Forget celebrity bloggers. These Indians are followed by people of substance worldwide
The day we email Chethan R, he is amongst the world's top 100 twitterers No 92, to be specific. Barack Obama isn't in the top 100; neither is Oprah Winfrey. They may both have more followers than Chethan but a complex value-based ranking system launched by Twitter says Chethan's followers have more value than Obama's. Quality triumphs over quantity.
By the weekend, 21-year-old Chethan has already become No 36 in the world and No 1 in India. Meanwhile, other names we'd pulled up on the top 10 have already been shuffled up and down the top hundred ladder too many times. It keeps changing depending on how much you're tweeting and also how often your tweets are retweeted and by whom. Which means that 13-year-old Monik Pamecha from Mumbai who was in our original top 10 list from India, has been nudged off India's top 50. But his is a great story, so we included it anyway.
There are many grading systems. Some look just at numbers. But Twitter Grader looks at the quality of those numbers. US-based NRI Dharmesh Shah, a serial software entrepreneur who created the Twitter Grader, says, "Simply following a bunch of people (just so some follow back) doesn't help much with increasing your grade.
Twitter Grader rewards people that can "engage" others. It encourages "good" behaviour by boosting their
grade when they say something useful/interesting. Quality always matters more than quantity. Good grading algorithms take this into account. Twitter Grader ranks you on how many people are following you, and how powerful/ authoritative they are."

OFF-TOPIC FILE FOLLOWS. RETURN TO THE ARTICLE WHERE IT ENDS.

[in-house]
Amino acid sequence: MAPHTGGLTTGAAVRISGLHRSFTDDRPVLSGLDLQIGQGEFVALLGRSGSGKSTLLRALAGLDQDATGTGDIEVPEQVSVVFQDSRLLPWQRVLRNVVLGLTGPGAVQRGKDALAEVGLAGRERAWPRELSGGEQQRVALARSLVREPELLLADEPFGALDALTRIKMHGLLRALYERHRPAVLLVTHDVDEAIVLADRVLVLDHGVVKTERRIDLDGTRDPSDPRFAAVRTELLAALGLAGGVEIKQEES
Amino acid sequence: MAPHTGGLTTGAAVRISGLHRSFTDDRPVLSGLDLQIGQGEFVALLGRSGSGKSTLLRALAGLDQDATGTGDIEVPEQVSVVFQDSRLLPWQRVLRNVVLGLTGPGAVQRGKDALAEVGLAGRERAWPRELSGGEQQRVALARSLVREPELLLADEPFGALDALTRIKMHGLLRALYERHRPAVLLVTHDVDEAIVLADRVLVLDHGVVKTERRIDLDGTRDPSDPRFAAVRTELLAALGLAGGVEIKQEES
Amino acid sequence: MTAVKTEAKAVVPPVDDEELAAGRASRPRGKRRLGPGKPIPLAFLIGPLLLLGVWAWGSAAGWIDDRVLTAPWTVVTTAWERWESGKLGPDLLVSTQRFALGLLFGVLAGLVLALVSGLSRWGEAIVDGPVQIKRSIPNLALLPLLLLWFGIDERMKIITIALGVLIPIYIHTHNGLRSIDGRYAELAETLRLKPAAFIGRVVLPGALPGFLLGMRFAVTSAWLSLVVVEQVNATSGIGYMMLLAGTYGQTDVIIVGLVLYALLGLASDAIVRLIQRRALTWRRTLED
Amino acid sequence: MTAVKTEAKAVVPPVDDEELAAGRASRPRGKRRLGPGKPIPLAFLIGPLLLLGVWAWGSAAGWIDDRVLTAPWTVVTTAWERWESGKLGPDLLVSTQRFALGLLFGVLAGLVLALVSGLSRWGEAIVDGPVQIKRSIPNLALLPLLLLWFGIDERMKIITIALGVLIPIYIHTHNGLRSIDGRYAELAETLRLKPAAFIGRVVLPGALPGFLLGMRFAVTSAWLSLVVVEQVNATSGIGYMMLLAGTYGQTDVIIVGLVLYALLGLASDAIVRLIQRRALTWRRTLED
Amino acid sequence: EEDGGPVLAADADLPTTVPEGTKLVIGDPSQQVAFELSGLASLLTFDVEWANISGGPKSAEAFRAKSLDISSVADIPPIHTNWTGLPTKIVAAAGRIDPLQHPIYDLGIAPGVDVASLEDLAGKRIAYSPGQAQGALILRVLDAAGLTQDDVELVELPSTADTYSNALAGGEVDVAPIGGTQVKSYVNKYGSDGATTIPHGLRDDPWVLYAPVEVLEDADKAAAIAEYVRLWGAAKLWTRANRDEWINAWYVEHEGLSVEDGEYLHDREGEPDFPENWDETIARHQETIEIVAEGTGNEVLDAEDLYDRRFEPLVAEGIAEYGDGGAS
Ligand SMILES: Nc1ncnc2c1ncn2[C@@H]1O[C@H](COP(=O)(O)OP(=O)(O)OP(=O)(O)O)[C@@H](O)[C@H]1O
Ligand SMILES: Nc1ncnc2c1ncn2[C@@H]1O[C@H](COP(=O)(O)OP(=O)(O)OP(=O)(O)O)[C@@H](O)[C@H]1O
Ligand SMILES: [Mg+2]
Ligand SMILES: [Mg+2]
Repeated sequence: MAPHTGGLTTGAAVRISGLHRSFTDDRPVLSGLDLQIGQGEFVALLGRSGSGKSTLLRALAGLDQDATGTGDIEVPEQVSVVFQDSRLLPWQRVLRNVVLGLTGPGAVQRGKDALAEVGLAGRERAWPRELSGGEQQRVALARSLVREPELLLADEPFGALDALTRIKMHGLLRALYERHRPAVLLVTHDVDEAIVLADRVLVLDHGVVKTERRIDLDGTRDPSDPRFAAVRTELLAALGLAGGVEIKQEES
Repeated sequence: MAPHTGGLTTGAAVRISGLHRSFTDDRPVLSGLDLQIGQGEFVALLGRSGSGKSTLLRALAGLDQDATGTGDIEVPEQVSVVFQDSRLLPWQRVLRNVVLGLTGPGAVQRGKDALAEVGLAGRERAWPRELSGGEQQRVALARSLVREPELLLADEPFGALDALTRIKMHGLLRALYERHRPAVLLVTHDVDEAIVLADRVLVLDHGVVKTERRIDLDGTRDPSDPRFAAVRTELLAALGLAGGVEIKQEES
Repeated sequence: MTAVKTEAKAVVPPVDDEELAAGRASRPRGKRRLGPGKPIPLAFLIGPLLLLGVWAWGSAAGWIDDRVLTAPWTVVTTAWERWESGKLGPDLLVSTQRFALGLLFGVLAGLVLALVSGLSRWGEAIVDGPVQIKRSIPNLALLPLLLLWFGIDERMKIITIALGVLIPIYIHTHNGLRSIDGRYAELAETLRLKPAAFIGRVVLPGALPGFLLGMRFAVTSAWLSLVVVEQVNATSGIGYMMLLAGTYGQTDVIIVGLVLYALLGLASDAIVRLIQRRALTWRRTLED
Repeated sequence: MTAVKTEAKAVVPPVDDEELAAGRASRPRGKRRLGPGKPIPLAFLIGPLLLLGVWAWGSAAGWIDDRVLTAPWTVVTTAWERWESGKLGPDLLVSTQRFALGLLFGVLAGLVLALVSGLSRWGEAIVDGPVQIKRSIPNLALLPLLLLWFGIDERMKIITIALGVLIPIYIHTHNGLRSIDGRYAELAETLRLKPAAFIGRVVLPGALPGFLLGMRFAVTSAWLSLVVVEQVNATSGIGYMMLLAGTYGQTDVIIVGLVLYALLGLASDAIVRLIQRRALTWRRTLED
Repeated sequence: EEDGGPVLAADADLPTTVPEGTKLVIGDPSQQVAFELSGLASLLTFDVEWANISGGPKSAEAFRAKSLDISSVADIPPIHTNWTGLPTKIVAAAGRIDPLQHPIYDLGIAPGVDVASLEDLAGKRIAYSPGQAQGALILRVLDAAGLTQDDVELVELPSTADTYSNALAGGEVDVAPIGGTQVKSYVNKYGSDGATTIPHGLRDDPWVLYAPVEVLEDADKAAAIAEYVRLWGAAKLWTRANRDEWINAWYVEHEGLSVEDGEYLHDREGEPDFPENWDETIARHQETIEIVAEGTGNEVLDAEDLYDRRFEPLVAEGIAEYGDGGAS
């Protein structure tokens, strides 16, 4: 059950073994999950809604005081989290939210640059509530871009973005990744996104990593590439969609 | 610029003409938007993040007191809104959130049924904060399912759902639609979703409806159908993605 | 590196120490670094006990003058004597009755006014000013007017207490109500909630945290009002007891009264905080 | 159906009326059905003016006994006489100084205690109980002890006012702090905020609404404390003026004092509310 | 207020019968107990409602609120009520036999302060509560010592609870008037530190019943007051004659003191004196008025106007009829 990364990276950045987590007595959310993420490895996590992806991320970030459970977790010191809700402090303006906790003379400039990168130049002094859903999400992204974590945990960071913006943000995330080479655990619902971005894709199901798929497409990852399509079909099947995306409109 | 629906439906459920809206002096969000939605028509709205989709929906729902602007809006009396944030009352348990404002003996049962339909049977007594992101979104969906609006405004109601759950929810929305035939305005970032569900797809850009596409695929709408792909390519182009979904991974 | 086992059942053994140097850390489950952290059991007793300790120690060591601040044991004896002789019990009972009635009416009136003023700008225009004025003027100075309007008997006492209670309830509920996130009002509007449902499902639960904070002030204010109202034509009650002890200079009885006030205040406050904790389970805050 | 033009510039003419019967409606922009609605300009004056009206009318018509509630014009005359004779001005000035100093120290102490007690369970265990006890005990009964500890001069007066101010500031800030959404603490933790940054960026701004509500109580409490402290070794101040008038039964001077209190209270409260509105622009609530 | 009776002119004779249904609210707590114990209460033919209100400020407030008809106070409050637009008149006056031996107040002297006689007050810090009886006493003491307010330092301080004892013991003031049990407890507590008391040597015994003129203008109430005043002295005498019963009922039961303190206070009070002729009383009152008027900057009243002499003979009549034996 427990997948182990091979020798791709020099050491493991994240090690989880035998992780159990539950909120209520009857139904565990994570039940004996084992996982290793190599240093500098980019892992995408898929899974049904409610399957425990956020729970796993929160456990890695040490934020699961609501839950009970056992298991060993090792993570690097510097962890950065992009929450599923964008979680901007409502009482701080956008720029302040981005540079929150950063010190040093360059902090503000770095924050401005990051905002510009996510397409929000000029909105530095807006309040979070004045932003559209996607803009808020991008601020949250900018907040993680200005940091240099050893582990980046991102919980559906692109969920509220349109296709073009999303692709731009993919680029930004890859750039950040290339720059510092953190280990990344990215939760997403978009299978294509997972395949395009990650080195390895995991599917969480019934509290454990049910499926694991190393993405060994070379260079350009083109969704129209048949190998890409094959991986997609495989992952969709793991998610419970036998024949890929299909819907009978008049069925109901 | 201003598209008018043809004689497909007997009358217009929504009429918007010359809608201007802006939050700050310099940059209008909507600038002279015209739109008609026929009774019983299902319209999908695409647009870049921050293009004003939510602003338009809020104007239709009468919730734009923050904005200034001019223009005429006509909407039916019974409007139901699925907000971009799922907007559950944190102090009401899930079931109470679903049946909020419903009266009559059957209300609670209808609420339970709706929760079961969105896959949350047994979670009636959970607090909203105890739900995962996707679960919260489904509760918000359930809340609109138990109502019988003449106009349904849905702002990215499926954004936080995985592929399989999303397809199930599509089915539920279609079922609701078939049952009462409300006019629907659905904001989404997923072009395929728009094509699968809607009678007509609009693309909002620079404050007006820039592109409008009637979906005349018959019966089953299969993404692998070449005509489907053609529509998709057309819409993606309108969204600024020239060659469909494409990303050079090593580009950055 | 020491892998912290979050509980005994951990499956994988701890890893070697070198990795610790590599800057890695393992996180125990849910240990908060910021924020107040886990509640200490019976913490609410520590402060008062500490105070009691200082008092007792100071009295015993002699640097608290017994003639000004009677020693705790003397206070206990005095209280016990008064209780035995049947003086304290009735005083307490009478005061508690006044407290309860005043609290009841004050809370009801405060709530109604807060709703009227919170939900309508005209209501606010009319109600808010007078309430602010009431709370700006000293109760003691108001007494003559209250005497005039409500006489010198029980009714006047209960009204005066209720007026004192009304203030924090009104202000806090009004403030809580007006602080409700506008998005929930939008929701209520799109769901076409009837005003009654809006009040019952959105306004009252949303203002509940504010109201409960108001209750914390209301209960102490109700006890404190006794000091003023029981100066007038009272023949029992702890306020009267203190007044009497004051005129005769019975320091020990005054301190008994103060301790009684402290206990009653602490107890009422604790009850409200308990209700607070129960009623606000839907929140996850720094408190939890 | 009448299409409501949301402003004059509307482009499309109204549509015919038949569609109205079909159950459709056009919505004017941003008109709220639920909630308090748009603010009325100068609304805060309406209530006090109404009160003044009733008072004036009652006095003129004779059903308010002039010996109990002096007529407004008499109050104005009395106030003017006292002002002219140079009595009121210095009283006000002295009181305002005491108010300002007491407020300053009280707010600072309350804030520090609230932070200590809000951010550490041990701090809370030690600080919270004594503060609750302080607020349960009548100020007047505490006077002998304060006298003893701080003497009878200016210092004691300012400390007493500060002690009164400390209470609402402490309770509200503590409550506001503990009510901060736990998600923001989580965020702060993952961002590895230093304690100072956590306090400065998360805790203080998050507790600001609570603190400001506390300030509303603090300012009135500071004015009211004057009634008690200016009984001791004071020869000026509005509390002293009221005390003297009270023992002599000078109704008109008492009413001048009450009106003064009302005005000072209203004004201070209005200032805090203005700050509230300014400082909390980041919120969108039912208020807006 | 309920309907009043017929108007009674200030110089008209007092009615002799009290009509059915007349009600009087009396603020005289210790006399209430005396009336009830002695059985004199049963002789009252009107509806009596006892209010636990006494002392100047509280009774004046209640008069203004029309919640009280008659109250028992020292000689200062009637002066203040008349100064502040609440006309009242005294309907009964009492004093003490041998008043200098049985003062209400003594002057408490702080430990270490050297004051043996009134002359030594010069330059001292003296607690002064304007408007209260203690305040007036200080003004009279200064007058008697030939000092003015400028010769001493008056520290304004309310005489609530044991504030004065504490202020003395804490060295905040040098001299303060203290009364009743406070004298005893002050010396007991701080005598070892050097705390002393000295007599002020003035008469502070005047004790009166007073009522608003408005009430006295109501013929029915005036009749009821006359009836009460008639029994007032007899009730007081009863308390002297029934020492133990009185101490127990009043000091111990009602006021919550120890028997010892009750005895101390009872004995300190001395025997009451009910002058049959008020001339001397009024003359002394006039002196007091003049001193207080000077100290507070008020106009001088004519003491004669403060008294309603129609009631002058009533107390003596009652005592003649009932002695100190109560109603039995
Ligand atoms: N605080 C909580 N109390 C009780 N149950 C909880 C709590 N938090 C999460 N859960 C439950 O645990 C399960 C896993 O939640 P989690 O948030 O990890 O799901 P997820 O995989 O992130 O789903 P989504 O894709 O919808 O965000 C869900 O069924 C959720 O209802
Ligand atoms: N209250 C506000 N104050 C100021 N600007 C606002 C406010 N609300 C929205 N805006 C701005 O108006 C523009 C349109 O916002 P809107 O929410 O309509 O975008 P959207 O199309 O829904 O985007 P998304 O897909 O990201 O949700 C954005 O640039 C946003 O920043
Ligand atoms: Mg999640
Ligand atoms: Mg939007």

So the road to being amongst the world's top twitterers is littered with talent, generosity and freebies. Chethan, India's No 1 twitterer, knows this well. He says, "I try to provide my followers with value. I don't tweet about my breakfast, lunch and dinner..." What he does is create web designs that people love. He is happy to share. So is he Mr Popular? "It's not a popularity contest," he protests. He does have 19,000 plus followers though. And gets a lot of hits even if they are mostly work-related. But which 21-year-old wouldn't want that?
Chethan R is No. 36 in the world and No. 1 in India
Monik Pamecha, 13
Ranked 10,162 worldwide, has 15,087 followers
Blogger and social media enthusiast
Pamecha goes to Lilavatibai Podar High School. He's been online for about four years now. He likes to blog about technology and also designs websites. One of these is iluvtech.org, a social networking website. "I love using gadgets," he admits. "I am also interested in Online Marketing, especially Social Media and I am running campaigns for a few companies. It's just a start; I hope to make it big later." He's thankful his parents give him the freedom to be online as often as he likes. He says, "Everyone in my family is curious about what I am doing..." When not posting, Pamecha plays soccer and table tennis.
Mumbai ranks 31 out of top 50 tweeting world cities
India is in the top 5 countries by sheer number of Twitter users, behind the US, UK, Canada and Australia but way ahead of others like China
Half of the people on Twitter have NO followers
The average user tweets .97 times per day
Number of tweets peaks on Thursday and plummets on Saturday
All data and ranking from Twitter Grader, which has information on over 4.5 million Twitter profiles as of June 2009
'One day I got a tweet from my wife to pick up our kid...'
Kalyana Sundaram, No 3 India, 37,370 followers
27-year-old CEO of a Bangalore company that specializes in web and mobile development
Sundaram has been building his company's portfolio through Twitter. Life offline has followed him online. He says, "One day I got a tweet from my wife to pick up our kid from school, another to buy some groceries while back from work. But it's also a place to exchange love, affection, excuses and stay connected."
'Offline, you can't "unfollow" someone if you want to'